Our Man in Hispaniola
Hispaniola is now an uncharted latitude. Spirited cooperation transcends past problems between Haiti and the Dominican Republic. Some islanders use the original Taíno term Quisqueya or “mother of the earth” to indicate the common destiny of the madre patria. Thus, Dominican volunteers call their Haitian displaced-persons camp Quisqueya.
Economist Johnny Sánchez in the Dominican Republic’s Diario Digital RD hopes international mobilization will increase. Paraphrasing Sánchez: “Everything with M must move: money, médicos, militares, medicinas, maíz, miles de volunteers to alleviate la miseria y el miedo that permeates Haiti. Sánchez thinks Raúl Humberto Yzaguirre as U.S. ambassador to the Dominican Republic will genuinely help.
Raúl is a colleague and long-standing friend. Known for three decades (1974-2005) as CEO of the nation’s largest Latino civil rights and advocacy organization, the National Council of La Raza (NCLR), he is no stranger to international strife. He developed a strategy to create support by Latino leaders for the proposed North American Free Trade Agreement (NAFTA). Former president Jimmy Carter made him part of a delegation to monitor the 1994 Mexican presidential election. He went to Chiapas, which had just withstood the initial armed incursion of the now mostly nonviolent and defensive Ejército Zapatista de Liberación Nacional (EZLN).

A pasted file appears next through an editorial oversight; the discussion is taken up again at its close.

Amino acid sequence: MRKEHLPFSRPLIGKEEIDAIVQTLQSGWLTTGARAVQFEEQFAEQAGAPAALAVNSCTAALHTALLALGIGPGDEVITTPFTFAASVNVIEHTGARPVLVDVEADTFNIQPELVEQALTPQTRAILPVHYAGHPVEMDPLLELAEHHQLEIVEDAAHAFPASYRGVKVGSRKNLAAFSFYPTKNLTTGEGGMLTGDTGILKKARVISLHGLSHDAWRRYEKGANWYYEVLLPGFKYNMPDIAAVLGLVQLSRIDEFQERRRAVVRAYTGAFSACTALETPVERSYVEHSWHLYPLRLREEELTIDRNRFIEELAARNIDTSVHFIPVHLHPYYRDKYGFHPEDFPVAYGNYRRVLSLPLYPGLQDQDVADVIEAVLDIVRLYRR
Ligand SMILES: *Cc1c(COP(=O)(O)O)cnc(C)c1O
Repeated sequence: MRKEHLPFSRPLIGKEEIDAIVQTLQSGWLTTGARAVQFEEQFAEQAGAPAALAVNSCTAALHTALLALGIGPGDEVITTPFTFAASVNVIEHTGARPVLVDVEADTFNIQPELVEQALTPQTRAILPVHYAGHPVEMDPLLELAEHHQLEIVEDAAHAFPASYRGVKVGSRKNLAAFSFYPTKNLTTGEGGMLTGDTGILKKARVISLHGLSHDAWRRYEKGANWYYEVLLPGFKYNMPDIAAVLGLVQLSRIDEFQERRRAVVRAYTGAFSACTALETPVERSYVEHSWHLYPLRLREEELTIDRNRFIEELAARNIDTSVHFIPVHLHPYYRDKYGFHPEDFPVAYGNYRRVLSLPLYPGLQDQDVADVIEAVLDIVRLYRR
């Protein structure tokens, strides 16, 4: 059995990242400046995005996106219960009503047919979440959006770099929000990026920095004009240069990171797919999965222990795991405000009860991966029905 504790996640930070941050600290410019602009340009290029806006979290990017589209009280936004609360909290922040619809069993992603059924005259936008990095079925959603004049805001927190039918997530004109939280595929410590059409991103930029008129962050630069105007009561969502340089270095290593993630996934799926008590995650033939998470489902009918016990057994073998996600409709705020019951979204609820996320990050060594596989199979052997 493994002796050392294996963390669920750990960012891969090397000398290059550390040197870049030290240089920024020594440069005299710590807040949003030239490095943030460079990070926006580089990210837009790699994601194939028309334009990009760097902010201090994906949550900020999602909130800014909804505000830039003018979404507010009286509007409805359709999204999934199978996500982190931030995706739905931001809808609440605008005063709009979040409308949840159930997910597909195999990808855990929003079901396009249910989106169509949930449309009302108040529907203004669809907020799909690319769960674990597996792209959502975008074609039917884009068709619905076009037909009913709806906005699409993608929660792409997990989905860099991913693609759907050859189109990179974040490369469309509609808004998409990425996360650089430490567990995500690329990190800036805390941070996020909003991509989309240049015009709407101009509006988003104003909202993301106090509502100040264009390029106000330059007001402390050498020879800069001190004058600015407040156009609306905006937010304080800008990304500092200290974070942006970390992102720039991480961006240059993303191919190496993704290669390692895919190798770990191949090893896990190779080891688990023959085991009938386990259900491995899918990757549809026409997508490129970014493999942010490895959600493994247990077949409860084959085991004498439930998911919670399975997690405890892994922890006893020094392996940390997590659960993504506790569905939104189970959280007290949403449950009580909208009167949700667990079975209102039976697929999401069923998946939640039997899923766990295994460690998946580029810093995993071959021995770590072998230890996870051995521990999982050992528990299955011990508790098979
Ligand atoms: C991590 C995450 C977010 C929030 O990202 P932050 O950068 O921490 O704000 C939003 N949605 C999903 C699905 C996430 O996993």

Currently the ASU presidential professor of practice in community development and civil rights, he will take a leave of absence to serve as ambassador. The enthusiasm in the Dominican Republic was so great that President Leonel Fernández publicly welcomed Raúl a few days before President Obama himself announced the nomination. José de la Isla, writing for Hispanic Link weeks before Haiti’s catastrophe, wrote that Raúl Yzaguirre’s nomination may signal a new, positive turn in the United States’ relationship with Latin America.
The Dominican Republic is the key land link to Haiti. These twin nations, cuates en simbiosis, must cooperate como jamás to deploy the roads, infrastructure, and medical resources of a robust Dominican Republic to a devastated Haiti.
The United States acted as soon as possible, and did so by sending American troops on humanitarian missions. The usual subjects – Fidel Castro, Hugo Chávez, Evo Morales – made knee-jerk protests that the U.S. had invaded Haiti. Listen to actor and supremely militant activist Sean Penn, who went to Haiti on his own. Penn is in a new, awesome and awful place. Aren’t we all? Holding back tears, he told Geraldo Rivera that the army was doing extraordinary work and he singled out the 82nd Airborne Division in particular. Penn pleads for more humanitarian help, including military, outside Port Au Prince where the devastation is just as acute.
Carnal Raúl, enhorabuena on your nomination! Now, a la obra. Your destiny is to be a key leader in confronting this catastrophe that, if nothing else, shapes the common destiny of Quisqueya despite previous conflicts of its Creole-speaking Haitians and Spanish-speaking Dominicans. We hope and pray for your success in establishing an international program of support that unavoidably the U.S. must spearhead and which requires every resource, including military logistics and supervision, to ensure the return to wellbeing of Hispaniola and the well-being of all empathizers worldwide.